‘Not without housing standards breathing down our necks, you couldn’t. I mean, what were we charging her for this?’ She tipped the contents of the folder onto the table. ‘Usually when a property comes back on the books, Mr Grand likes to make sure the rent’s in keeping with the current market, but he’d want to refurbish this place completely before we did that. Depends really what she was paying.’ She held up a recent rent book. ‘I could’ve told you she was old just by the fact she had one of these. We let the old ones keep them on sometimes because it’s what they’re used to. Well, at least it’s up to date . . . hang on, what the fuck?’
‘What’s up?’ said Luke.
‘She was paying three pounds a month,’ said Charlene, showing Luke the relevant page, filled out in a rickety hand. ‘No one’s raised the rent in, what . . .’ now she pulled a ragged brown rent book from the bottom of the pile. ‘She’s been paying the same rent since 1968. I don’t get it.’
The date was rich with associations for Luke. The year that the Kray twins were finally arrested, it was like 1066 or 1914 to him.
‘I’m going to have to get to the bottom of this.’
‘You could just let me crash here for a few nights. Off the books.’
‘Mr Grand doesn’t do “off the books”,’ said Charlene.
‘Doesn’t he? Why isn’t this place on your system then? I reckon someone forgot to upload it or input it or whatever when your records went digital and that old lady was just sitting here laughing her head off ever since. How’s anyone even going to know?’
She didn’t have an answer for that. She drummed her fingers on the table. ‘All right, OK, you can stay but
while you get settled and while I find out what Mr Grand wants to do with the property.’
Luke threw his arms around her.
‘Don’t get too comfy. I might have to move you on tomorrow. Here, have one of these.’
She wrestled the front door key onto a fob in the shape of the JGP logo. Luke traced the gold letters under his thumb.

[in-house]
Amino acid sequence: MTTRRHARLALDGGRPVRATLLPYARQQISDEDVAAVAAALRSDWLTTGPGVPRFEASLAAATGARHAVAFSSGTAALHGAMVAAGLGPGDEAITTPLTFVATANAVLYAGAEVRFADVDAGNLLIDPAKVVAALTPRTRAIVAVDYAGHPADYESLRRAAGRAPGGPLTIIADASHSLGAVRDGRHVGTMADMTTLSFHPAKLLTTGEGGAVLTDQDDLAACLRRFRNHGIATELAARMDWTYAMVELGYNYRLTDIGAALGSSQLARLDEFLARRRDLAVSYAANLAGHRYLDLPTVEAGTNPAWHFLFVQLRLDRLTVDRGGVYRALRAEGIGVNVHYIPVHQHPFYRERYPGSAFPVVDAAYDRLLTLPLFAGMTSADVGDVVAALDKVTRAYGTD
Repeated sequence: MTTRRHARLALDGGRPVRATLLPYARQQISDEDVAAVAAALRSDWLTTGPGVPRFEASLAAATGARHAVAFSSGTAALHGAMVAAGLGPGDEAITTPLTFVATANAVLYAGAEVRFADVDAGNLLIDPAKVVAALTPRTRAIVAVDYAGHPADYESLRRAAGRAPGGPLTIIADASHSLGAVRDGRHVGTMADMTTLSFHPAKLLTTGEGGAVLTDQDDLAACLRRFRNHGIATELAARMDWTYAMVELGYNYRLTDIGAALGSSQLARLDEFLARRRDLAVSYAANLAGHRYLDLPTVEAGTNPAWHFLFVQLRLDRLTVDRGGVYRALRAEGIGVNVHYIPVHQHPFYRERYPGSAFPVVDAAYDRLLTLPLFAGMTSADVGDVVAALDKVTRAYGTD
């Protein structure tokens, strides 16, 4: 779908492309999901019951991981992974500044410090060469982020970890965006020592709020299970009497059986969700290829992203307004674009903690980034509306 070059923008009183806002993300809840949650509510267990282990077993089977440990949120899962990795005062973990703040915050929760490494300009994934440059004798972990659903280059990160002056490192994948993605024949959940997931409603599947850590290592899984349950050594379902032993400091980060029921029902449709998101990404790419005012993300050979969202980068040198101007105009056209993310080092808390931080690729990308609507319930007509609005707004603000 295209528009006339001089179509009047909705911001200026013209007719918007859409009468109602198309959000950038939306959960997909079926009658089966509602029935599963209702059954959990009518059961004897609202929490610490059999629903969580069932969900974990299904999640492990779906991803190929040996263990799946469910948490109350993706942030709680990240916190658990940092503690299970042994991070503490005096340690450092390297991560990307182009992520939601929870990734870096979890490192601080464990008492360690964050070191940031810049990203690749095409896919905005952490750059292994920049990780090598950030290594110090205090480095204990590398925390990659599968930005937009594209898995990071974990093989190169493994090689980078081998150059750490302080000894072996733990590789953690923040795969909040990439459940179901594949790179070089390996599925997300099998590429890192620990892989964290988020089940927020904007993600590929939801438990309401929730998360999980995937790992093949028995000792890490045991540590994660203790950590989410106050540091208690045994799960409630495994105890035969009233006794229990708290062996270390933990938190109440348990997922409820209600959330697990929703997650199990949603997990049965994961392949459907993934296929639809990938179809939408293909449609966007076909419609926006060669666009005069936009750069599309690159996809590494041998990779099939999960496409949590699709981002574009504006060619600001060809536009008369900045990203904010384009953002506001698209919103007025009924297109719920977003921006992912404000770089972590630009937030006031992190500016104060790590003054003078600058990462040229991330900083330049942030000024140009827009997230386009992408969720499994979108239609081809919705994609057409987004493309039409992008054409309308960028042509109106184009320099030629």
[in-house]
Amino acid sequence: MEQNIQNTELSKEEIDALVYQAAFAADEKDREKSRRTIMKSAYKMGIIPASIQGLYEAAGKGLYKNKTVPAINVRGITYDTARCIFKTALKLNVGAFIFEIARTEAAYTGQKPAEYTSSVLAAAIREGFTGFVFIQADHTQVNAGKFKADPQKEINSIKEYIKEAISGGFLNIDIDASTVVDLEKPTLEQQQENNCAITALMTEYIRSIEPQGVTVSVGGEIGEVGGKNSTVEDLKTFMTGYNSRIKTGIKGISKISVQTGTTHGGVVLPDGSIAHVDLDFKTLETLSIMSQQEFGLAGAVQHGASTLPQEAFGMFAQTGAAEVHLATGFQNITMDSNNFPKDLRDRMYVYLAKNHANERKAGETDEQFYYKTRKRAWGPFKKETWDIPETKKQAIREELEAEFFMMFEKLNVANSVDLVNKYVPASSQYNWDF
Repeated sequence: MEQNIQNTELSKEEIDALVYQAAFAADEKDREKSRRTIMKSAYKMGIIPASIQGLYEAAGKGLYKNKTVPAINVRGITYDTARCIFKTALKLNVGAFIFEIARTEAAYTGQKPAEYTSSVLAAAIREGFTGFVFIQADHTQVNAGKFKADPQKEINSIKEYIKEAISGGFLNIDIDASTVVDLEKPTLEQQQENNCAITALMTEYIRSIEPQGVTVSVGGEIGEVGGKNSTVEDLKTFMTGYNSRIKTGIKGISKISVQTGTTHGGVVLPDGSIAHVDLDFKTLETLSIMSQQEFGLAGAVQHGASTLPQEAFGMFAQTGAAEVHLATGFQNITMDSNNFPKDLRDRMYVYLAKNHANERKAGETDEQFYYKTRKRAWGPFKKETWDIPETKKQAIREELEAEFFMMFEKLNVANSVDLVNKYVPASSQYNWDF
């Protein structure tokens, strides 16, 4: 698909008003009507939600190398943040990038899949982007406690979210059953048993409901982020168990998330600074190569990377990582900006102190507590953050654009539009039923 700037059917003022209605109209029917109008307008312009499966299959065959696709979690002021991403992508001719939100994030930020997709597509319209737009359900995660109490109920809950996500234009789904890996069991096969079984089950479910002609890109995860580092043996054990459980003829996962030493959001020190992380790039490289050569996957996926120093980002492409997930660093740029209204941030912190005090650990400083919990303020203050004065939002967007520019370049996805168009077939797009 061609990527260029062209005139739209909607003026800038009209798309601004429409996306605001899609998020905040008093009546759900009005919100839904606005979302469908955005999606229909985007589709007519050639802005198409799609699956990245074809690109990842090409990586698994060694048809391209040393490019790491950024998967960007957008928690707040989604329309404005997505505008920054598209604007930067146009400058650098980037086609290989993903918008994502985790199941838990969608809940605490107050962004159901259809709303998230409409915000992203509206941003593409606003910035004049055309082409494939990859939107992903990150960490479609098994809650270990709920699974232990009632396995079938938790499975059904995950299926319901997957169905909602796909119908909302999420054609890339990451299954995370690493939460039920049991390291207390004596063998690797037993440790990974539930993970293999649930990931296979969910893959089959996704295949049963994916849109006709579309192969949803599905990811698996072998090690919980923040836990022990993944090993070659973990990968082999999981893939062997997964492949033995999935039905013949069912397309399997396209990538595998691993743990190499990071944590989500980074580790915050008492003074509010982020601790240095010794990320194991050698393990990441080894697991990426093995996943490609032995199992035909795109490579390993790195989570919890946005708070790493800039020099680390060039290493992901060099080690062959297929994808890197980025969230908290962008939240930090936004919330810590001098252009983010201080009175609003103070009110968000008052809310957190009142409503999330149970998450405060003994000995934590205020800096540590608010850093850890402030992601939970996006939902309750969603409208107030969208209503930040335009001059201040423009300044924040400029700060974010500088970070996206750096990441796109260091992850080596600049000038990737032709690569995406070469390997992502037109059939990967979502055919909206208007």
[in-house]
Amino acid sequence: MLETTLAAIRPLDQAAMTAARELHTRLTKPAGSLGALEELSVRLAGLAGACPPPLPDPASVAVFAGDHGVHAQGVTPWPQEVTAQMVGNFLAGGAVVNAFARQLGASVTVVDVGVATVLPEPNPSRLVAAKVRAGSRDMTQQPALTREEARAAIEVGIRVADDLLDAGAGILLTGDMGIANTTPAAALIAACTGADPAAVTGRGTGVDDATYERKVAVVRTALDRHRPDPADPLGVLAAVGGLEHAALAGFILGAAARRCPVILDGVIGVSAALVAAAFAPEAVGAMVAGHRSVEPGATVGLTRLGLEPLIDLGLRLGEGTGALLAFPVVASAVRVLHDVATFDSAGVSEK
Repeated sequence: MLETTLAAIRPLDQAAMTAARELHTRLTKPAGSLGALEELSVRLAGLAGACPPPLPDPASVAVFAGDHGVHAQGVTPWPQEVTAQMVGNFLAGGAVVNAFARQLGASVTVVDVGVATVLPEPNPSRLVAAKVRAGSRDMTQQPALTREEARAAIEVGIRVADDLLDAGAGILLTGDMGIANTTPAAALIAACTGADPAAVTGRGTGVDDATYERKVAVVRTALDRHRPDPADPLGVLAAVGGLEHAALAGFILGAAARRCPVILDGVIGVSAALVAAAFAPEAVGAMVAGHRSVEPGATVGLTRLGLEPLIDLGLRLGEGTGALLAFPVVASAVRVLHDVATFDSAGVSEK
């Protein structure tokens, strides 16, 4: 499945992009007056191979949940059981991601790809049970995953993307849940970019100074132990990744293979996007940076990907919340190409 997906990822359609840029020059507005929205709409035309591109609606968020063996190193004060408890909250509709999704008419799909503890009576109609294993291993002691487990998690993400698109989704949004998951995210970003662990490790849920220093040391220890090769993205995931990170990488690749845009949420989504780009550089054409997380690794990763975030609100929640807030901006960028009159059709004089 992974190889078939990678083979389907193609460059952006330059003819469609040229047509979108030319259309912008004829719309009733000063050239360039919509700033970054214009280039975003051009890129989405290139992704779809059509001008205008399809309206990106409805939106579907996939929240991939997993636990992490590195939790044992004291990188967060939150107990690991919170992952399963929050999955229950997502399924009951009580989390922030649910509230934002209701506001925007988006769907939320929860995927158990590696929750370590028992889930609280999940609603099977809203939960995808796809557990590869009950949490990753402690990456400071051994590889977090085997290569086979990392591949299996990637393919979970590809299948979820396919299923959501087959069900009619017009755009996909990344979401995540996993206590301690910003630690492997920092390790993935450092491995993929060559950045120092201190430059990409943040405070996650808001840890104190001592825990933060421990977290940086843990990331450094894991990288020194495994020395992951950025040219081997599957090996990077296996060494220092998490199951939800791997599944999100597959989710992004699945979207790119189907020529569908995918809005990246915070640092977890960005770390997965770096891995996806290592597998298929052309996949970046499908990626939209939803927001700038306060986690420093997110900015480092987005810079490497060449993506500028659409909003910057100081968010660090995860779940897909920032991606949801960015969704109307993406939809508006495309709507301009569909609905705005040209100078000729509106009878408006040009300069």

‘We give all our tenants one of those,’ said Charlene. ‘It’s a bit of a Brighton thing. You watch, now you’ve got one, you’ll start seeing them everywhere you go. And there should be a spare set next to the gas meter, if you ever need it. Let’s check.’
There was no key, just a little gold plaque that read:
A Jocelyn Grand Property
Lettings and Management
Telephone Brighton 25445
‘That’s another one of Mr Grand’s little finishing touches. He has one put in all his properties as soon as they’re ready to let. Always has. This one’s been here a while, though. Look how short that phone number is. OK if I leave you here for now? I’ve got to get home to Dad. I’ll give you a call tomorrow, let you know what’s what, all right?’
When she hugged him goodbye, Luke fought the sudden urge to beg her to stay.
He went out and got supplies – milk, bread, beer, fags, that day’s copy of the
– and settled in for the evening, too exhausted to explore the city, too raw to meet anyone new.
His dongle picked up a decent internet connection, and Luke surfed through the dusk. Emboldened by his flight from Leeds but still with trepidation, he typed his own name into the search bar, then let his finger hover over the Enter key. He had stopped self-Googling a long time ago, even before he’d met Jem, unable to bear the version of himself, the episode of his life, that the web presented. He struck the key and was relieved to see that the cream of his work – longform features for the
Yorkshire Evening Post
well as his work for
– had risen again to the top of the results. It looked like the storm that had devastated his career was finally back in its teacup, and from this he took comfort.
He clicked on a few local listings websites and history sites, knowing that tomorrow must bring with it some kind of structure and purpose if depression was not to descend again. He was too tired and wired to process any of the words or pictures that appeared before him, and decided to do it the old-fashioned way. He made a longhand list of museums, libraries and bookshops that he could visit tomorrow, and took down the names and details of a few amateur local historians and one professional. Jem was still calling and the texts kept coming thick and fast. After dark, their pitch changed in a way that suggested he had opened a bottle.
Going to keep walking the streets till I find you
Luke sighed and knuckled his eyes. He should at least send one reply to put Jem’s mind at ease. If ever there was a time to be cruel to be kind, it was now.
I’m sorry Jem. It’s over. I don’t love you any more.
I’ve left you and I’ve left Leeds. Please stop texting me.